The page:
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When to Call a Doctor for a Pinched Nerve

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A pinched nerve—the layman's term for what doctors call a "compressed nerve"—can be very painful. There are self-care options, such as heat/ice, massage, and over-the-counter anti-inflammatory medications. If your pain has just started or if it isn't too severe, you can try these. And rest assured: Most cases of pinched nerves go away on their own.

However, there comes a point when you should seek medical attention for your back pain or neck pain caused by a pinched nerve. Watch out for these severe symptoms.

Call a doctor if:

  • you have persistent pain. If your pain from what you think is a pinched nerve lasts more than a couple of days, you should seek medical attention.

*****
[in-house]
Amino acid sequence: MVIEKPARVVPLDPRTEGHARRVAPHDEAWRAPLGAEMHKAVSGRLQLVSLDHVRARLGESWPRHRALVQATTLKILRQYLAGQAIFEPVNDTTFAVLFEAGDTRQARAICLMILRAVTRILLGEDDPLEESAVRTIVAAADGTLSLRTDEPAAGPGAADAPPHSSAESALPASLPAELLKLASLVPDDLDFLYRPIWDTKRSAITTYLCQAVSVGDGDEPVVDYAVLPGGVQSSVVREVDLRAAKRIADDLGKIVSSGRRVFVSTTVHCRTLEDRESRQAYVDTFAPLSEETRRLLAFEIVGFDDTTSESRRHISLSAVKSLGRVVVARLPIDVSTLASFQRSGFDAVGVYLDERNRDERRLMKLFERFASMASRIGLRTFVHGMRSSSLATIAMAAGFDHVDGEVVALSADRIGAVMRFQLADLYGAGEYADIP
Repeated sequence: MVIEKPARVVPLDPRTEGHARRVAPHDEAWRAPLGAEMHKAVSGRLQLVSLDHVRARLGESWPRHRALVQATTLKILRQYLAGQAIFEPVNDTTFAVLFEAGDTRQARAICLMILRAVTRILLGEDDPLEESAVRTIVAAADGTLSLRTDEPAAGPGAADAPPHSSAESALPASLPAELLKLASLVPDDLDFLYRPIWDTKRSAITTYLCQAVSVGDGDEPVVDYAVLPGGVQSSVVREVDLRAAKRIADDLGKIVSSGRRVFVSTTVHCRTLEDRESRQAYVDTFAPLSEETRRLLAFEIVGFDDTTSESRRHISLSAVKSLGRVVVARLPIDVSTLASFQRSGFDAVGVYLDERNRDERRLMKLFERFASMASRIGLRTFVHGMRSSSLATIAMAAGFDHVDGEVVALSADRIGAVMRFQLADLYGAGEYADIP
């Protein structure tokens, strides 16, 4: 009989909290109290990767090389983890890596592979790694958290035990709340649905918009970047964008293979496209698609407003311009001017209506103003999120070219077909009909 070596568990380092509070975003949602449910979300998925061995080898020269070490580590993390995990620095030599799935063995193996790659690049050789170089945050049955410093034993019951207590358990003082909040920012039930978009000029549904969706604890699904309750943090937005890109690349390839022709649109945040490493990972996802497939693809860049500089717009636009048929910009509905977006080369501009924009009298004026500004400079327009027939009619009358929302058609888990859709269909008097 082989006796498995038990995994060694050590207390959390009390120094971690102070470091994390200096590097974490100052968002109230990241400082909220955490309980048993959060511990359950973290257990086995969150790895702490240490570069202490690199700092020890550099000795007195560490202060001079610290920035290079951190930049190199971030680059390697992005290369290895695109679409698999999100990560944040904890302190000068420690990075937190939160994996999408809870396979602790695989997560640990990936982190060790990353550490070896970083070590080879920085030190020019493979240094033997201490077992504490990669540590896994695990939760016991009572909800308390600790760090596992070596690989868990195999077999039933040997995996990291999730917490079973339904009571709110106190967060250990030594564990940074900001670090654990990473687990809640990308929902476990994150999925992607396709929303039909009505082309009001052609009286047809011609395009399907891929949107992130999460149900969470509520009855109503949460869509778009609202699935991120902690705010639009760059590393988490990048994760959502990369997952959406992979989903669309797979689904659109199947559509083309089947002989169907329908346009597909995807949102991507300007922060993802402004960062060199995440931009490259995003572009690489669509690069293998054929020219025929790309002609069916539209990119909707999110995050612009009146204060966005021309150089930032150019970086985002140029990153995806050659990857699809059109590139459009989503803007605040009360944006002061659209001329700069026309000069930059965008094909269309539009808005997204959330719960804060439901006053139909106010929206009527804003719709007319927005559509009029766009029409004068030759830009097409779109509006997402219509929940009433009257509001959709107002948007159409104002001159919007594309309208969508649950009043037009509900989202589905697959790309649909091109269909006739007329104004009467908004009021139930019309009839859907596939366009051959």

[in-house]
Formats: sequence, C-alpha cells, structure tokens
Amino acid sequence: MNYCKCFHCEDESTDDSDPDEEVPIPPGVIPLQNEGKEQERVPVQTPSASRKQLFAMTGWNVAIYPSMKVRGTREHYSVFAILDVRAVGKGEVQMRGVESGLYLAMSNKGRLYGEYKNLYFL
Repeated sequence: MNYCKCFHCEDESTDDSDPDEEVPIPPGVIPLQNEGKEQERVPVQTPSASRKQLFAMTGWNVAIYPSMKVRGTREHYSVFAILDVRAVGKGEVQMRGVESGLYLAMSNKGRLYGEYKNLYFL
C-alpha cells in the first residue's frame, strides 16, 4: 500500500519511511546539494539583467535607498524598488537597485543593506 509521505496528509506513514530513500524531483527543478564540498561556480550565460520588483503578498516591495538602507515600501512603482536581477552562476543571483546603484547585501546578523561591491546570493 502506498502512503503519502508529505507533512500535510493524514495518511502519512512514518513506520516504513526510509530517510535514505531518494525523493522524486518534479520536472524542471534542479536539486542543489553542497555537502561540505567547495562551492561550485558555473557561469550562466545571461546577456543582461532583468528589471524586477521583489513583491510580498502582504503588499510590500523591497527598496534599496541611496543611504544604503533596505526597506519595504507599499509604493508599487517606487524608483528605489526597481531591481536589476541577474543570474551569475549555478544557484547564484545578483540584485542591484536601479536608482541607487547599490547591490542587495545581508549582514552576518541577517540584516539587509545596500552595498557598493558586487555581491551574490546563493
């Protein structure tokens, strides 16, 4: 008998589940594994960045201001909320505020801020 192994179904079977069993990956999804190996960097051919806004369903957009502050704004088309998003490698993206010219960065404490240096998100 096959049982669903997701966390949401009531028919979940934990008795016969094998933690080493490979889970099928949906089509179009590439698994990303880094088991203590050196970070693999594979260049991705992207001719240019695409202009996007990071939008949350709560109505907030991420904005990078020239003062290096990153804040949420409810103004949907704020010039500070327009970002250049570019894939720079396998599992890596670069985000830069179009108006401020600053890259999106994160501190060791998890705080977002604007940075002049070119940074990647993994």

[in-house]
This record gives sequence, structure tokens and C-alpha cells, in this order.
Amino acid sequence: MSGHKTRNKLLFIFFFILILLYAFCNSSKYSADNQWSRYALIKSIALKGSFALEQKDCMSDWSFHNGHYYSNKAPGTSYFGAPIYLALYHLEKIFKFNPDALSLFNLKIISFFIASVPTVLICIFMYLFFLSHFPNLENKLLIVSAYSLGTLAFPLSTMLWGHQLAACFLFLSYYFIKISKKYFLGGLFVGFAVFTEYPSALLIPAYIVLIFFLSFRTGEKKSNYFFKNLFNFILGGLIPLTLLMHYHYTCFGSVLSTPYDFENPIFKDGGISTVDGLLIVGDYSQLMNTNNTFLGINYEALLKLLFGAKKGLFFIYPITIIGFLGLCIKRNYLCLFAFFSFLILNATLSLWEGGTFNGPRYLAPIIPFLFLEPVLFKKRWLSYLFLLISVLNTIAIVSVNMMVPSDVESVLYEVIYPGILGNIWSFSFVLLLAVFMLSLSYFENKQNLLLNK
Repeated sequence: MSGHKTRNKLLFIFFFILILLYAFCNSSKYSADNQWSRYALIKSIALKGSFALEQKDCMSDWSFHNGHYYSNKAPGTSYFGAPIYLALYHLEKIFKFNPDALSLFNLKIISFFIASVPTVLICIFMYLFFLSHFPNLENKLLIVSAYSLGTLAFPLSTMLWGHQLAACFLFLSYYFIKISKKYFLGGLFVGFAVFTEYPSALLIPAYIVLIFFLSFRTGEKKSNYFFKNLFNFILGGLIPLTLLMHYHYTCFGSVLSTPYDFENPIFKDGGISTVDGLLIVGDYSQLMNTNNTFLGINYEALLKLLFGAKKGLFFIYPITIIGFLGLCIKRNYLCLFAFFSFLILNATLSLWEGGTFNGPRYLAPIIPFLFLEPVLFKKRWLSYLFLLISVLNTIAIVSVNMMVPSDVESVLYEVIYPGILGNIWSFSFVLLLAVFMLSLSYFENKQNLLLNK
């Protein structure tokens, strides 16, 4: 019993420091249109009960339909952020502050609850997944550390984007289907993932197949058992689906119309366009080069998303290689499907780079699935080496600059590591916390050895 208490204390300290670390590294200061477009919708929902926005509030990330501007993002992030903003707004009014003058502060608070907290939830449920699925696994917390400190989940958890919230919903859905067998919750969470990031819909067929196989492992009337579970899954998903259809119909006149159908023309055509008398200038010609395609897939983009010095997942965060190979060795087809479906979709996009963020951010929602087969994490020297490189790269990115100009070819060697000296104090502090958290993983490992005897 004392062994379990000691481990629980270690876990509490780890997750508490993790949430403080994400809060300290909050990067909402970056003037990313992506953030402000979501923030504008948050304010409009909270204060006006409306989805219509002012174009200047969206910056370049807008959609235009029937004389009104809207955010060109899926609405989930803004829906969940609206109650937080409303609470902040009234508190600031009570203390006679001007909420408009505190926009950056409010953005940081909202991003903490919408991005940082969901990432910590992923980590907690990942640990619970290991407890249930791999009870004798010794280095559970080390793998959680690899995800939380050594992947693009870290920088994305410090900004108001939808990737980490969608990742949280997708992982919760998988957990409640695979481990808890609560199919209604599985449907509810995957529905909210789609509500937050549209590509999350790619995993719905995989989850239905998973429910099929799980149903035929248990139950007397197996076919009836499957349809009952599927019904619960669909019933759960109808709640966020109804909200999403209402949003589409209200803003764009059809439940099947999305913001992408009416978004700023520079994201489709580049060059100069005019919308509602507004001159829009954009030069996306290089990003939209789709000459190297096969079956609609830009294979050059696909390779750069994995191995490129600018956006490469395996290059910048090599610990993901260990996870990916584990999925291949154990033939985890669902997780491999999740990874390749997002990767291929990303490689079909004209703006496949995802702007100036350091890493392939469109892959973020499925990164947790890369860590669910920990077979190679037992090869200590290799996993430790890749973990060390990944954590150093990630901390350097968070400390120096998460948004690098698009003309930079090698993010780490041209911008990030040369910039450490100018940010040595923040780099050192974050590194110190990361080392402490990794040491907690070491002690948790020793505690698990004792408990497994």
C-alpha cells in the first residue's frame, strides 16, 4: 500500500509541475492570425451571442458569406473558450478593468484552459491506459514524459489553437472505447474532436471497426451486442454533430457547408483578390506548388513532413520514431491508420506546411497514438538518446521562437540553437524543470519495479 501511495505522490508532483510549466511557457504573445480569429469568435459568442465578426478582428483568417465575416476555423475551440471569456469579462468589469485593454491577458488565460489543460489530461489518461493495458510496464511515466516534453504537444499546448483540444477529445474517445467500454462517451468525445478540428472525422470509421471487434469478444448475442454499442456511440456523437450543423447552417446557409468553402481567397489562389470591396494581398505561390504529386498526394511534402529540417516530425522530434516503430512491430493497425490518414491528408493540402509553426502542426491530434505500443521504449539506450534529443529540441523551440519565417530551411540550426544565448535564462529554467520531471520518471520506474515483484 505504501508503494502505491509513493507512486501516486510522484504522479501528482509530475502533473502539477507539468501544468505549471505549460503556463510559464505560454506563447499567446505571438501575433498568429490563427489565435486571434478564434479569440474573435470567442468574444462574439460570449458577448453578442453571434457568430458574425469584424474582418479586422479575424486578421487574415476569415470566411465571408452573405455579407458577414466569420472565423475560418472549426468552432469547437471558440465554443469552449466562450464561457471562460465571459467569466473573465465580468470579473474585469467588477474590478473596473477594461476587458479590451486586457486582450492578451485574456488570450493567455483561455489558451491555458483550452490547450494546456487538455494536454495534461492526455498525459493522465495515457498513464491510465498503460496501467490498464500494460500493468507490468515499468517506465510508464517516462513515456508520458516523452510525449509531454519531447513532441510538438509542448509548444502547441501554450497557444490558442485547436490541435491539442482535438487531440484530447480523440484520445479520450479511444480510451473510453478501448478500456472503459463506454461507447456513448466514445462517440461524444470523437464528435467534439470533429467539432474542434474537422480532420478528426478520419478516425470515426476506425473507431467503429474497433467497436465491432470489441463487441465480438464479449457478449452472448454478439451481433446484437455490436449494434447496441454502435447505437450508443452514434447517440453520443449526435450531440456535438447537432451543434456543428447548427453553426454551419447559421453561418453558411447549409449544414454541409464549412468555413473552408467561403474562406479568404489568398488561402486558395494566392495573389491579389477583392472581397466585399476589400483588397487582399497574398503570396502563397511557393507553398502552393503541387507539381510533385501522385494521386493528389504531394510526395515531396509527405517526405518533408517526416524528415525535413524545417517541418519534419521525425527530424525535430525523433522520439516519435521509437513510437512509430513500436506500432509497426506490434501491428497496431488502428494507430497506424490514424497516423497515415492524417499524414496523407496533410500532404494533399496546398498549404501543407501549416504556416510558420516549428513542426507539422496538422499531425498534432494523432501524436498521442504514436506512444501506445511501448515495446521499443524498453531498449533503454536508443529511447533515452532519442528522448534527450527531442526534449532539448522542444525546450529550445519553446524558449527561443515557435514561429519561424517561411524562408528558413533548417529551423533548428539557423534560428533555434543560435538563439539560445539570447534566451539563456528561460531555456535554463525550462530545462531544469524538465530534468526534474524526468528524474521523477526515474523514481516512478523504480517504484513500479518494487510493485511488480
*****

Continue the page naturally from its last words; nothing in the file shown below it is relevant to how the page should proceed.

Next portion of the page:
• your pain is getting worse, despite trying the self-care treatment options mentioned above.
  • you have a sudden onset of "acute focal weakness." That's doctor-speak for unexpected weakness or pain in a specific area. For example, if your whole right leg becomes unable to carry your weight, that's acute focal weakness.

    (We should point out, though, that if you have a sudden pain in your left arm, it may be a sign of a heart attack—another reason to get into the doctor.)
  • you experience profound numbness or loss of sensation. (This could also be a sign of a stroke, so definitely go to the doctor.)
  • you lose bowel or bladder control.

Pay attention to your body and pain. If any of your symptoms concern you, call your doctor.

Updated on: 02/13/13
Jason M. Highsmith, MD
This article was reviewed by Jason M. Highsmith, MD.